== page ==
Court finds two former Mama Lucy Hospital workers guilty of selling babies

Selina Adundo Awour (left) and Fred Leparan

Selina Adundo Awour (left) and  Fred Leparan who were charged with trafficking three children.

Photo credit: File | Nation Media Group

Two former social workers at Mama Lucy Hospital have been convicted of trafficking children two years ago following an exposé by an international media house. 

Fred Leparan and Selina Awuor Adundo were charged with stealing and selling babies at a varying cost of between Sh100,000 and Sh300,000.

Delivering the judgment, Milimani Senior Principal Magistrate Esther Kimilu said "all the elements of conspiracy to commit an offence were proved beyond reasonable doubt against Fred Leparan".

The magistrate said the prosecution had proved that Leparan held three meetings where the court concluded that the discussion in the meetings was for the sale of a child. 

She added that one transaction took place after the meetings with a Rose, who was given three children.

"My finding is that the first accused (Leparan) is guilty of conspiracy to commit an offence and count two of trafficking in persons," the judge ruled.

However, the second defendant, Selina Adundo, was acquitted of the two charges because she was not mentioned in any of the footage broadcast by the BBC.

Adundo and Leparan were convicted on the third count of negligence.

The judge said there was evidence that the medical social worker's office at Mama Lucy Hospital did not inform the Embakasi Children's Home about the stolen babies.

She noted that a witness from Embakasi denied being informed about the three abandoned children.

"The normal procedure is for the children's home to be informed of any children that are abandoned or received at the facility," the magistrate said.

Leparan was also found to have abused his office by handing over the children to unauthorised persons. It was clear that he was involved in child fraud and trafficking.

Defence lawyer Danstan Omari, who was defending the accused, applied for a bail and probation report and an extension of the existing bail/bond for the accused until the sentencing. However, the prosecution opposed the application and sought an earlier date for mitigation and sentencing.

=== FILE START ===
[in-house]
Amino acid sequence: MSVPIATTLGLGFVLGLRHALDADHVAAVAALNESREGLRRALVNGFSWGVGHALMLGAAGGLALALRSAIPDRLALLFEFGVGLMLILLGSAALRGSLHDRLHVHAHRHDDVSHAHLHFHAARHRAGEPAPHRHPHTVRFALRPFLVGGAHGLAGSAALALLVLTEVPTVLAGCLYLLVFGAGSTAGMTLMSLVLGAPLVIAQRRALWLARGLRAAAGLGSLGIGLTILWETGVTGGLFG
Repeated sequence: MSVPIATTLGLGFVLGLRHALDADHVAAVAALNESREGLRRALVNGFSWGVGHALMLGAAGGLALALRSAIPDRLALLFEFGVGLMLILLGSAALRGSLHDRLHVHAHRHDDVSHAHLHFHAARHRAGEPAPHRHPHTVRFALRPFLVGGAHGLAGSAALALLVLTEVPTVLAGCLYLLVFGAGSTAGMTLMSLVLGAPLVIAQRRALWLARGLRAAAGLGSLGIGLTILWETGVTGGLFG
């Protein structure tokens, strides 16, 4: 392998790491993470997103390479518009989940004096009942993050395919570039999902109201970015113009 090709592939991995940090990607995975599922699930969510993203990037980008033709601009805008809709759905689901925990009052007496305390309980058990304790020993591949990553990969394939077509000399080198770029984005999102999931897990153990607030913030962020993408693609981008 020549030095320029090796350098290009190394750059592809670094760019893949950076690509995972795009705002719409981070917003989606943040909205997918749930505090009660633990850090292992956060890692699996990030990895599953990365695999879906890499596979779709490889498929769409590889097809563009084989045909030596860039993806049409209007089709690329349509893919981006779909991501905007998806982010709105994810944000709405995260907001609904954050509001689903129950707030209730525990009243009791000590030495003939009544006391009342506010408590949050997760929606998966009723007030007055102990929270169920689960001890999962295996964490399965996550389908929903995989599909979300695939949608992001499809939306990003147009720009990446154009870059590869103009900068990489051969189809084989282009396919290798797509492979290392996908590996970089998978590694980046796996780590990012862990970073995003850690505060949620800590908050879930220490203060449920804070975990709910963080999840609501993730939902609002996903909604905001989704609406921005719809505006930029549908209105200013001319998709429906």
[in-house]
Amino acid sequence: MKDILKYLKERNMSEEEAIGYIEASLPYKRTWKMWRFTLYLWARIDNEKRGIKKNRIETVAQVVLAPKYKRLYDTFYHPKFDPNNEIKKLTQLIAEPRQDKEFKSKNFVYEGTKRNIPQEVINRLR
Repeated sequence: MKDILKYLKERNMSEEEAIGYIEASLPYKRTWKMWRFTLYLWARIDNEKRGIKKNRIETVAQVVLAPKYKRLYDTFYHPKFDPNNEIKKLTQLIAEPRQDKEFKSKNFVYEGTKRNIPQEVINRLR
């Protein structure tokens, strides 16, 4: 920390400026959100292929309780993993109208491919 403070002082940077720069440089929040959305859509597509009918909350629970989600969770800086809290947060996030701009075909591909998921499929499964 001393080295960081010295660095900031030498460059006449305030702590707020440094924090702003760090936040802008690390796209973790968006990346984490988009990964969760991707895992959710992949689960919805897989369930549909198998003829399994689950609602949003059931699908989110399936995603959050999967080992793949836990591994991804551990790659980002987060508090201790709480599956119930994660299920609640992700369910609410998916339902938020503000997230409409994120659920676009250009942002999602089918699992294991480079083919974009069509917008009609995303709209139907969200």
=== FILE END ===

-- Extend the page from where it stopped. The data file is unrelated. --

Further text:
The court refused to extend the defendants' bail pending the pre-sentence report.

"As the accused have been convicted, their bail is revoked. They will be remanded in prison custody," ordered Mutuku. They will be remanded in custody at Industrial Area and Langata Women respectively. 

The court set September 26 as the date for sentencing after hearing mitigating arguments from defence lawyer Danstan Omari.

In his defence, Leparan denied receiving Sh300,000 from a BBC journalist for selling babies at the facility. Leparan was charged with five counts of stealing children and running a child trafficking syndicate at the hospital. I

n his defence before Milimani Senior Principal Magistrate Esther Kimilu, he told the court that all legal procedures had been followed in relation to the three children allegedly abandoned at the hospital.

He said he had never been involved in the illegal sale of babies at the hospital. During the trial, a journalist from an international media house told how he exposed a child trafficking scam at Nairobi's Mama Lucy Hospital in 2020. Peter Murimi, 42, from the British Broadcasting Corporation (BBC), who testified virtually, explained how a social worker at the hospital, Fred Leparan, sold a baby boy to a childless woman for Sh300,000.

In the case, lawyer Kigen Robison held a brief for the BBC, who were the whistleblowers.

Murimi, director and producer of the BBC documentary 'The Baby Stealers', told the court that Sh300,000 was put on the table at the request of Leparan, who pocketed the money. "The fact that Fred does have the confidence to receive the money, which is the proceeds of the sale of a child, but still pockets it, confirms that he understands the illegal nature of what he is doing," said Murimi.

The witness told the court that Leparan did not want the "client" to go to the hospital to collect the child for fear of arousing suspicion.

He said that when the baby was handed over to the interested party, who was waiting in a car outside the hospital, Leparan expressed fears that his colleagues would become suspicious. Ms Kimilu said from the video analysis that Leparan negotiated the sale of the babies and then ensured they were discharged from the hospital before handing them over to the "buyers".